Chromebooks for developers — As Indiana Jones found out, you have to choose wisely.
Chromebooks have recently become first class computers. Initially they were pretty awful for workloads more than the lightest of note taking duty, but since most new Chromebooks support Google Play and can run Android apps, there is a sweet spot for people who to be able to develop and test Android apps. You can use a Chromebook to build your Android app and run it on the Chromebook to test it. No slow emulator. Proper Android. If you need to be able to do that then you need to find a Chromebook that can supports Google Play apps plus Linux. Not all do. All Chromebooks launched in 2019 and beyond are supposed to support Linux.
Not all Chromebooks are created equal — Specifications matter.
My first Chromebook was an Asus Flip (technically a C302C/M3-6Y30/4GB Ram/64GB HDD/13"). This was a pretty decent device and supports Google Play for Android apps. However, it is incapable of having the Linux subsystem enabled. So I traded it in, reluctantly really. If you definitely don't need Linux these are really excellent laptops with lovely keyboards, ideal for all Chrome OS tasks including running Android apps from Google Play and all the Google tools like Gmail and Google Docs. But they are not good enough for development needs and are getting outdated. I needed the Linux supprt required for a Chromebook to be able to handle Android Studio. I also wanted high performance and plenty of storage - 64GB is nowhere near enough, and 4GB RAM while plenty for G-Suite is nowhere near enough for software development of mobile apps for Android
The best Chromebook for software development — The current or previous model Pixelbook i7 from Google
It came down to a brand new Google Pixelbook Go Laptop with an Intel Core i7 processor, 16GB RAM, 256GB, 13.3” in 'Just Black' for a princely £1,329 or a refurbished or second hand Google Pixelbook with an Intel Core i7 processor, 16GB RAM, 512GB, and a 12.3" in display for £665. (Jan 2020) Can you guess where this is going? Yep, I bought the refurbished Pixelbook.
Google Pixelbook — 16GB, Intel i7, 512GB storage
This was Googles first Pixelbook. You have to ignore the pixel C which was a tablet project that got out into production despite itself. The Pixelbook is delicious. It is an aluminum unibody with a touch of Apple about it. (These tech behemoths share all the same manufacturers in China). The build quality is superb. It is modern, USB-C equipped and the screen folds all the way back to mimic a large tablet.
Pros - (Core i7 3.1GHz model)
- 12.3” 2400x1600 Quad HD LCD display. The display is sharp. It is made of Corning Gorilla Glass. It has a touchscreen display and supports the optional Pixelbook Pen.
- Intel Core i7 i7-7Y75 ("Kaby Lake-Y") 1.3 GHz. This is a seventh generation Intel processor with 2 cores.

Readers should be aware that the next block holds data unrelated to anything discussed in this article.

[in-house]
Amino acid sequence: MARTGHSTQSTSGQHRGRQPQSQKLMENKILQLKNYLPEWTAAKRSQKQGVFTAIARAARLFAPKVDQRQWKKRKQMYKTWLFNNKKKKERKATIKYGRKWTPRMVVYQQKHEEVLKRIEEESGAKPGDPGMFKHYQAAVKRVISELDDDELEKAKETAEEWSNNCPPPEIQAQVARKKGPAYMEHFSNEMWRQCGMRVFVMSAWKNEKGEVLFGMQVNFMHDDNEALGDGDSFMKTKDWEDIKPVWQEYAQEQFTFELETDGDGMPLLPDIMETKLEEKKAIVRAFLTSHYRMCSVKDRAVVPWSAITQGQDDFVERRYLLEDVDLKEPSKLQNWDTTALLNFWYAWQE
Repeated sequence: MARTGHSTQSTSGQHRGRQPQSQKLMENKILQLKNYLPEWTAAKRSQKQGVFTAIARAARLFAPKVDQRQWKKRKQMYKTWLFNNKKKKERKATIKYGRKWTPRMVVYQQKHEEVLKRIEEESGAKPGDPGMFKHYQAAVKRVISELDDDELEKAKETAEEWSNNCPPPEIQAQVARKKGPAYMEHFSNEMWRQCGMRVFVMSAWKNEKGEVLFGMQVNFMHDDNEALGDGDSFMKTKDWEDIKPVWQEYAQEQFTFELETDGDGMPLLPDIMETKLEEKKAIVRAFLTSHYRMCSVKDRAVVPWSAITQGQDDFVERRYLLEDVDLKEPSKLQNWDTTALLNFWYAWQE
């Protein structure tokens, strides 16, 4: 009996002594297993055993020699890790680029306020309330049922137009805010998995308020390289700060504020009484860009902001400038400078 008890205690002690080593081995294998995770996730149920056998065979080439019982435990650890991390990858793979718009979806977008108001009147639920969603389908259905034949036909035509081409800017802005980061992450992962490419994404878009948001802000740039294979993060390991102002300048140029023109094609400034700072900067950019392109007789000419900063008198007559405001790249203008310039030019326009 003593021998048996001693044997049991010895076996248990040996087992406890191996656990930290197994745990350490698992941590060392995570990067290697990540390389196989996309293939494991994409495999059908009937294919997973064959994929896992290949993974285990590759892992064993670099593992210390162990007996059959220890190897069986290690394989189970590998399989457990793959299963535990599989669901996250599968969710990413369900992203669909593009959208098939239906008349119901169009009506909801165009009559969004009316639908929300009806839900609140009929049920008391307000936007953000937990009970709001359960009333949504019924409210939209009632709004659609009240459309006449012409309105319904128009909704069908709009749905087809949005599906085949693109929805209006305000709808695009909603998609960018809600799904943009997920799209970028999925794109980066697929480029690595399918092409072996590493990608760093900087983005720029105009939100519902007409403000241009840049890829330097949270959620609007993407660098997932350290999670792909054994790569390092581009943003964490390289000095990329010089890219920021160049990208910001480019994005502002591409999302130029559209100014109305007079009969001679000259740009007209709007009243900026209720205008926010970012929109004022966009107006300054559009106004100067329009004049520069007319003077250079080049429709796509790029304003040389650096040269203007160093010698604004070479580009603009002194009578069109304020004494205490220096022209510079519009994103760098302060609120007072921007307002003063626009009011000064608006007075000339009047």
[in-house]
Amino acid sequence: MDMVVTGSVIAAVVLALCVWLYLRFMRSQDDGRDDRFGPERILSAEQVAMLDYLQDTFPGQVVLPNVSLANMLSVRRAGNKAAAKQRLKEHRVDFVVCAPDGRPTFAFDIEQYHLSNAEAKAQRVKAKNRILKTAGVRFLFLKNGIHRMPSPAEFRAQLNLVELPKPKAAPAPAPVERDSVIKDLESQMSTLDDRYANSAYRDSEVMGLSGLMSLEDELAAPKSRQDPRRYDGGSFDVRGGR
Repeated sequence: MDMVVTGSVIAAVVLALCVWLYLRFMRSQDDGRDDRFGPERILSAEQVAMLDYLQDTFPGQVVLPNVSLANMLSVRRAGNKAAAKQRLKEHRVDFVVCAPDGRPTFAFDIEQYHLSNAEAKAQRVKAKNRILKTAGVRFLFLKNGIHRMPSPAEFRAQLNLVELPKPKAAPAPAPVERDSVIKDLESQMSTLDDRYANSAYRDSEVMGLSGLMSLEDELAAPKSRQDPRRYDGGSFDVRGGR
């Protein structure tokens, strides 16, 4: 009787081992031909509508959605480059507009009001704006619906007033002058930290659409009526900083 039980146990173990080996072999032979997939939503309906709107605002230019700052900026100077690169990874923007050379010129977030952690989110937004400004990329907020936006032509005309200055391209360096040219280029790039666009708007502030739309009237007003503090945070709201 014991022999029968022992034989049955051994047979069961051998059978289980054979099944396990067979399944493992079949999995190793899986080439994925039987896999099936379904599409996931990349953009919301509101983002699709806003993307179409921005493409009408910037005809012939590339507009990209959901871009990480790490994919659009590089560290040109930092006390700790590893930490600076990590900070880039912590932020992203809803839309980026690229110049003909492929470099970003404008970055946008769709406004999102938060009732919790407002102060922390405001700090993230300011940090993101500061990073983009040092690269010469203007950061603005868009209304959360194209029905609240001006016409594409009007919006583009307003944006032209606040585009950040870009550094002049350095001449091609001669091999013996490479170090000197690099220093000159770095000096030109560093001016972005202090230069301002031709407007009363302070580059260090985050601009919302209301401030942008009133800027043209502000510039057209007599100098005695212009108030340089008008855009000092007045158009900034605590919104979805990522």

- Touchscreen. Its worth calling out as it is quite a revelation if you are, like me, in the main a MacBook Pro user.
- 16 GB memory. Choose a 16GB model from the outset.
- 512GB storage. This is NVMe storage so it is fast! Stay away from the smaller 126GB and 256GB models they will fill up quickly and are slower.
- Non removable battery. The battery lasts and lasts. Google say up to 10 hours and I have never had a problem.
- USB-C. Two ports. Supports fast charging - Up to 2 Hrs in 15 minutes and 7.5 Hrs in 60 minutes.It comes with a USB-C power adaptor that can also work with Pixel phones. Supports 4K display output.
- Audio. 3.5 mm headphone jack. Dual speakers; 4 mics.
- Backlit Keyboard. A proper full size keyboard with 19 mm pitch and 0.8 mm travel.
- Trackpad. Edge-to-edge trackpad with an etched glass surface.
- Wireless. Wi-Fi: 802.11 a/b/g/n/ac,3 2x2 (MIMO), dual-band (2.4 GHz, 5.0 GHz) Bluetooth® 4.2
- Front facing Camera. 720p @ 30FPS. Perfect for video conferencing.
- Security. TPM Chip for better on device security.
- No warranty. Buy it from Computer Exchange for a two year warranty or from Amazon Renewed with a one year warranty.
- Not the current model. If you really need the shiniest then this is not it.
- No Ethernet port. USB-C Ethernet adapter would be required.
- No SD card slot. USB-C SD card adapter would be required.
- No HDMI port. USB-C HDMI adapter would be required.
- Graphics bug — I have an intermittent bug with mouse pointer. It doesnt affect anything and isnt always present but sometimes it leaves a garbled spot on the screen. wiping over it clear it. It looks like a display driver or graphics adapter issue. I would have expected it to be fixed but its not a current device anymore so it may never get fixed.
This particular model of Chromebook is the kind of computer you would have ordered if you were a Google employee. It made no sense at the time because it was so expensive. But now. because ChromsOS can support Google Play, it can run pretty much all Android applications, and sync all your content from your Android phone. Thats pretty useful. It is sought after by developers and power users because you can install Android Studio and make it into a developer workstation but it is realistically priced these days and a bargain compared to the newer version. Interestingly it has a 4:3 screen size too which is good for editing and authoring, compared to the new model which is 16:9 widescreen which is better from consuming content like movies.
Google Pixelbook — Recommended still, in July 2021
I love it. I've been using it for a year and a half and its still truly a great laptop. I use it whenever I need long battery life and know I have a good internet connection either WiFi or because of the instant Tethering I can use my Pixel phone's data connection, and even automatically login when my unlocked phone is nearby.
See also There is a list of Linux supporting Chromebooks from Google so at the very least start there Official list of Chrome OS Systems Supporting Linux.